37 Comments

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  • Yes, everybody has their own cross to bear. But God does not give us anything that we cannot handle. So if Sister Monica can live a celibate life, then that is what certain other people are called to do, as well. The more we give up in this life, the greater the glory in heaven. What did our Lord say?, “everyone who has left houses or brothers or sisters or father or mother or wife or children or fields for my sake will receive a hundred times as much and will inherit eternal life.” Matthew 19:29. Sister should be preaching that aspect of the Gospel in her ministry.

  • I would say that St. Paul did focus special attention to sexual immorality (porneia): “18Flee from sexual immorality. All other sins a person commits are outside the body, but whoever sins sexually, sins against their own body. 19Do you not know that your bodies are temples of the Holy Spirit…” (1Cor 6:18). Not that other sins are justified, but that sexual sins are exceptionally grave sins.

  • I had to laugh when I saw her sitting on the floor as if she was celebrating a crucifixion.
    Blood sacrifice? Really? This still makes sense to some grownups in 2015?

  • I don’t know why Sr. Monica feels compelled to hide her counseling of trangenders. They are children of God with problems, first and foremost. Her duty is to counsel and comfort them according to her obedience to the Catholic Church. Only if she is manipulating those guidelines with her own opinion is she wrong. She has no authority to represent the Church falsely, or interpret Scripture to suit her self-proclaimed “calling”. In this, she is bringing attention to herself, a sin of pride. If the calling is truly God centered, no hiding is necessary.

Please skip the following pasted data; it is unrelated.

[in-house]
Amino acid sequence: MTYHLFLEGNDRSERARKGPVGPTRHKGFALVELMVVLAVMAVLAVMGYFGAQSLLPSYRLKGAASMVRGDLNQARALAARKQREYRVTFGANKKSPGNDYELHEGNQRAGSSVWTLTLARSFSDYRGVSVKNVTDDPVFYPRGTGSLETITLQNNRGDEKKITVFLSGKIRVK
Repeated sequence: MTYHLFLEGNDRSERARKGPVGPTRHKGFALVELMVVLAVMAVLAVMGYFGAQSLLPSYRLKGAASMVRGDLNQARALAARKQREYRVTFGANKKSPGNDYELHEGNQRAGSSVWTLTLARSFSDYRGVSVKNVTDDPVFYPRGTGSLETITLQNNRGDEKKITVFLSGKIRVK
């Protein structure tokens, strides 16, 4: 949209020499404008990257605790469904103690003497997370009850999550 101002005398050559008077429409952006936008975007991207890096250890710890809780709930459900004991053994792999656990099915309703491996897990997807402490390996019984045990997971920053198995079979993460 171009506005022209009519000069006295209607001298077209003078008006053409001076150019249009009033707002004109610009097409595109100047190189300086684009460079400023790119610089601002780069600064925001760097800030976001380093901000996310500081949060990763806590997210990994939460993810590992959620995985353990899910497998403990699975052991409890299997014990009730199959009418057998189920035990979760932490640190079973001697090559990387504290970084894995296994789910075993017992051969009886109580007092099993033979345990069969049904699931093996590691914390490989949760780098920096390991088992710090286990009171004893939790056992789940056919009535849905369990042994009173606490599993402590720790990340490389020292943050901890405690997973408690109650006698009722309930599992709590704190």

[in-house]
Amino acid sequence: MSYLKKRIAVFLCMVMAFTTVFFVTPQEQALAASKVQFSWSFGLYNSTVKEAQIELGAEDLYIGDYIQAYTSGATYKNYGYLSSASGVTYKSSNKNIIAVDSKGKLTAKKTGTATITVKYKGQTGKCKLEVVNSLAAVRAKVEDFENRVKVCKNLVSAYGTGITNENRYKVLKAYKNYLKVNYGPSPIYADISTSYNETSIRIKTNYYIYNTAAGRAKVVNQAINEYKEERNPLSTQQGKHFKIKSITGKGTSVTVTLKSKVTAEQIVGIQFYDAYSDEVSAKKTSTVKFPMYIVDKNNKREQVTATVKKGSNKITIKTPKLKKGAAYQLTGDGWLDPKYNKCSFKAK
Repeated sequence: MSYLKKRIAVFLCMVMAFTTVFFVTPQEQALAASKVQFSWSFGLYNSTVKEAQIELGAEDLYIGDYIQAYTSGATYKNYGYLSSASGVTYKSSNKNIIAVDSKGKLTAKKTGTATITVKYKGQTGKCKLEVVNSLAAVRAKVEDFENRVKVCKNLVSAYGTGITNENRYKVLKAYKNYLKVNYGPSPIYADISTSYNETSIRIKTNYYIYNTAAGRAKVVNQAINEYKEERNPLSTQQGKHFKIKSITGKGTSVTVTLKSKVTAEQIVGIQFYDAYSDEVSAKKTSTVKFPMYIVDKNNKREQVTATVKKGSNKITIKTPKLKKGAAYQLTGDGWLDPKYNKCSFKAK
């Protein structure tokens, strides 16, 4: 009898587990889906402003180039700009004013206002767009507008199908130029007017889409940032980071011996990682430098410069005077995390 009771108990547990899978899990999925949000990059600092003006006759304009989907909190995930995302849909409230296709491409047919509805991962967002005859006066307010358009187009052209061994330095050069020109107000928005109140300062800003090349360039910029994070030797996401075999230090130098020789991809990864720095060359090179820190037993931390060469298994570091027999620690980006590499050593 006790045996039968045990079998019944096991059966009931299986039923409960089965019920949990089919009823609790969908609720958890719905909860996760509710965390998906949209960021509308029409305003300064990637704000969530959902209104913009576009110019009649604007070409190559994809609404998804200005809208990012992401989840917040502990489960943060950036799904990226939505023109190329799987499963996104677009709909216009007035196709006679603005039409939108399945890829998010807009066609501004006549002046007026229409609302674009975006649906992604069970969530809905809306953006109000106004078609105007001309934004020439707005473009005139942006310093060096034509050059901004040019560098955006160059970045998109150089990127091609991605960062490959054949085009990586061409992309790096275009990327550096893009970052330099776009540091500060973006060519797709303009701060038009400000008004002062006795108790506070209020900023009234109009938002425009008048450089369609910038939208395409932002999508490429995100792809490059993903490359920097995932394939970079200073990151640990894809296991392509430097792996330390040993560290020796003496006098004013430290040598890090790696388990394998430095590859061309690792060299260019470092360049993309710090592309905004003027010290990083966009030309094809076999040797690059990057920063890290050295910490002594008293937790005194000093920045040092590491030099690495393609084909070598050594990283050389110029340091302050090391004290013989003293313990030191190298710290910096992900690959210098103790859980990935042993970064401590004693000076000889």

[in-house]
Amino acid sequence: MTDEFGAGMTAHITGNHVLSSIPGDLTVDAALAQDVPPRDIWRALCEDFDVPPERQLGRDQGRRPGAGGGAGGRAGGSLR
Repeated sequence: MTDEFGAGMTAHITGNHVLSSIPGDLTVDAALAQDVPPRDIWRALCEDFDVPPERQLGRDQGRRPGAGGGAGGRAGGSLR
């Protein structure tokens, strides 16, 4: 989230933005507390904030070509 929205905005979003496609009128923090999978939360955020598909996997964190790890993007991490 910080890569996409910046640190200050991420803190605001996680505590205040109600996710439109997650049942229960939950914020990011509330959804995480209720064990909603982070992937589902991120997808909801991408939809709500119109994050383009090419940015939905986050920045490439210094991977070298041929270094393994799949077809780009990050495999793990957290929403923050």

• “But God does not give us anything that we cannot handle.”

    So, I guess the reason that God gave my brother-in-law MS to suffer with for 24 years instead of giving it to me is because He knew I could not handle it, right?

  • i’m surprised she hasn’t been excommunicated. I imagine the order administers its own retirement monies, so she at least doesn’t have to be fearful about that.

  • I admire Sister Monica’s true human decency, understanding, and ability/willingness to think independently, all of which are anathema to the Church hierarchy. The Church does everything it can to wring those traits out of the clergy and parishioners.